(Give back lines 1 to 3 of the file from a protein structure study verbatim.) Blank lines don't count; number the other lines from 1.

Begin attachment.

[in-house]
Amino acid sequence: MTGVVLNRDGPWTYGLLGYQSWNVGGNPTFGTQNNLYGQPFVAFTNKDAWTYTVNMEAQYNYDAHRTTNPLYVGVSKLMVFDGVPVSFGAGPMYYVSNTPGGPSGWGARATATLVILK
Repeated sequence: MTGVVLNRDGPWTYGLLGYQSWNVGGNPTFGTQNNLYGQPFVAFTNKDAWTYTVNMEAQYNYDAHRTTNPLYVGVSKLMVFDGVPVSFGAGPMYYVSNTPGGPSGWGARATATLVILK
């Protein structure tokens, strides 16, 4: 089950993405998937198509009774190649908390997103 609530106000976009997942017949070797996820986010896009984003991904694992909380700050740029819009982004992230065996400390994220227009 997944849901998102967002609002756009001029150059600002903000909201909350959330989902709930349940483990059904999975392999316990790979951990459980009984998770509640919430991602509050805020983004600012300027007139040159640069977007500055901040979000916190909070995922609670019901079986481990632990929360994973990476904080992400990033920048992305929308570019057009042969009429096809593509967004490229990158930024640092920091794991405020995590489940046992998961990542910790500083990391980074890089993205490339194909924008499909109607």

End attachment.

[in-house]
Amino acid sequence: MTGVVLNRDGPWTYGLLGYQSWNVGGNPTFGTQNNLYGQPFVAFTNKDAWTYTVNMEAQYNYDAHRTTNPLYVGVSKLMVFDGVPVSFGAGPMYYVSNTPGGPSGWGARATATLVILK
Repeated sequence: MTGVVLNRDGPWTYGLLGYQSWNVGGNPTFGTQNNLYGQPFVAFTNKDAWTYTVNMEAQYNYDAHRTTNPLYVGVSKLMVFDGVPVSFGAGPMYYVSNTPGGPSGWGARATATLVILK